Mineral materials (elements), once widely distributed throughout the original magma, sometimes become greatly concentrated in the residual liquid at a late stage in the cooling magma. During crystallization an unusually coarse-grained grouping of minerals results; many of these contain elements that are rare. Although pegmatites are small in volume when compared to other igneous rock types, they have yielded more than 400 different mineral species — about one-fifth of all the known minerals. Some of the minerals from these deposits support entire industries — feldspar in pottery and glass manufacture; muscovite mica in electrical equipment; columbite and tantalite in the manufacture of heat-resistant alloys.

Audio Transcript
Magmas are complex liquid bodies. And they often undergo an incredibly complex history of crystallization, or solidification. One product that sometimes forms is a solution that is very thin, watery, and exceptionally enriched in elements that are able to develop into a great variety of mineral species. These minerals, uniquely, are often large in size.

Such a fluid, such a magmatic fluid, is referred to as a pegmatitic fluid. And in the two cases a bit towards the right of this area are displayed minerals that are formed in this pegmatitic environment. One of the striking characteristics of these minerals is the exceptionally large sizes to which they may develop. And in one of the cases, we can see very large size crystal clusters of almandine garnets, or individual crystals of tourmaline, beryl, muscovite, and so on.

Pegmatitic fluids are not chemically simple but vary considerably in their makeup. One of the more interesting of these pegmatitic fluids is one that contains unusual concentrations of such rare elements as tantalum, niobium, cesium, thorium, yttrium, and, especially, lithium. The presence of the element lithium allows us to speak of these fluids as lithium pegmatite fluids. And when they crystallize, a lithium pegmatite develops.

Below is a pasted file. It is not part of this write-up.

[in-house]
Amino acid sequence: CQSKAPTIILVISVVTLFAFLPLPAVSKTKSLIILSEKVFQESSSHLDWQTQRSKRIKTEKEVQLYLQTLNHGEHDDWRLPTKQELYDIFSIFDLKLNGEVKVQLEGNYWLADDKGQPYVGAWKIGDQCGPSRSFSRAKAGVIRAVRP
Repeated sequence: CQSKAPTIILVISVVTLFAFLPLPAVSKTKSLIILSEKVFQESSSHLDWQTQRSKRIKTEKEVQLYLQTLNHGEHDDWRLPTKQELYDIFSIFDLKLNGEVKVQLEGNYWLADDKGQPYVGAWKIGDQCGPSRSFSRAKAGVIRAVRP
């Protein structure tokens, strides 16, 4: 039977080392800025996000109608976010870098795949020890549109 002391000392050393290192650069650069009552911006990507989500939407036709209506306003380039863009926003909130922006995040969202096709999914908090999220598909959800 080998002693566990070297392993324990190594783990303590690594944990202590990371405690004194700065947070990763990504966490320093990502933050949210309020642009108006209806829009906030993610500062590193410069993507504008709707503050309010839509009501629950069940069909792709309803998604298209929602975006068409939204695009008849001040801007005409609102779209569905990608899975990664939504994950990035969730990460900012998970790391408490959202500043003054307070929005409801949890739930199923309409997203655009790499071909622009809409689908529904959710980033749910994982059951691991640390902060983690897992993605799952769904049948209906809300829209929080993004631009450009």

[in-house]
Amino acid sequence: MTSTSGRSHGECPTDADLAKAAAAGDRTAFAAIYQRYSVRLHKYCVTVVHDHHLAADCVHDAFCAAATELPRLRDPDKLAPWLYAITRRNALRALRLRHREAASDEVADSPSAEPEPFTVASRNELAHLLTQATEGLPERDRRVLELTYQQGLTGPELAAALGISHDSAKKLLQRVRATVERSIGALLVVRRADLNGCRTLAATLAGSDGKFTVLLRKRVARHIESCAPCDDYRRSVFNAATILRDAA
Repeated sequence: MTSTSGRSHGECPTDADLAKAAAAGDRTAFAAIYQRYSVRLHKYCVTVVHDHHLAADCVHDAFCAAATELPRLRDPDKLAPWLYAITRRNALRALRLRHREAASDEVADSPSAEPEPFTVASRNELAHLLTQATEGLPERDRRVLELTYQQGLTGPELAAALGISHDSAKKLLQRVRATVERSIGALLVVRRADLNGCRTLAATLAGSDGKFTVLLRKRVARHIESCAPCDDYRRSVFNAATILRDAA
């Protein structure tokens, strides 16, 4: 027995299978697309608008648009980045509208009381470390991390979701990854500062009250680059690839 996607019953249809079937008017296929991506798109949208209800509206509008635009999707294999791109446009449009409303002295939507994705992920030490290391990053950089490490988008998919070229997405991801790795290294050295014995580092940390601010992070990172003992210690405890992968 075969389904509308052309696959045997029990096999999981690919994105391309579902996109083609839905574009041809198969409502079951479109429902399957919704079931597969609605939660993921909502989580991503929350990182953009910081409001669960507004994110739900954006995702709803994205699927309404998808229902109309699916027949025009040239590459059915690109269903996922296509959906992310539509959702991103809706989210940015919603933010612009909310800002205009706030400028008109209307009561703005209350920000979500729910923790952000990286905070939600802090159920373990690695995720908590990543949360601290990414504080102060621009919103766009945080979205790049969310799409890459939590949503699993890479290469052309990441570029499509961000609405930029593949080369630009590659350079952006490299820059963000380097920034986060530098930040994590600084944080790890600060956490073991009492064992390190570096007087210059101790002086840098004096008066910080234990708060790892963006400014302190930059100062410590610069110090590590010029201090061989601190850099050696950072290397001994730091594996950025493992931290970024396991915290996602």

Such a fluid is chemically very active and usually interacts with those minerals that had already formed. Look at specimen number 12, an impressive large crystal of beryl. Notice how it's been etched by the remaining fluids, rich in lithium, that had begun to dissolve some of the already-formed beryl.

In this way, you see, minerals that had already formed are able to go back into solution. And through this complex interplay of chemical reaction, there develops a variety of minerals to produce a rock body we speak of as a lithium replacement pegmatite.

They are a complex pegmatite, in the sense that the minerals, such as the beryl, lepidolite, and spodumene, reveal a complex history of development. In other complex pegmatites lithium, yttrium, and cesium are not the primary elemental constituents involved. Instead, uranium and phosphorus dominate in the pegmatitic fluid.

And so, in the next case to the right of the lithium replacement pegmatite can be seen a collection of minerals that are typically formed in a complex pegmatite, one that is rich in the elements uranium and phosphorus. Notice the presence of such minerals as urnainite and apatite. In the next two cases to your right are to be seen some rather impressive and especially large-sized crystals of elbaite tourmaline, spodumene topaz, microcline feldspar, and almandine garnet.

These minerals clearly present you with the idea that the pegmatite rock body, as unusual as it is in terms of its chemical composition, is perhaps most strikingly appreciated by the large-size mineral assemblages that have the opportunity to form. Just why minerals develop into sizes as large as the ones you see here, or even larger, for that matter, is a rather difficult question to answer.

In all probability, the pegmatitic fluids cool very, very slowly and thereby provide for the large crystalline structures necessary to develop in these minerals. Possibly too, the atoms have great freedom of mobility within the thin pegmatitic fluid, allowing for large crystalline structures to form.

Specimen number 10, an almandine garnet, interestingly, is from New York City, from the area around 66th street and Broadway, where many pegmatites can be found.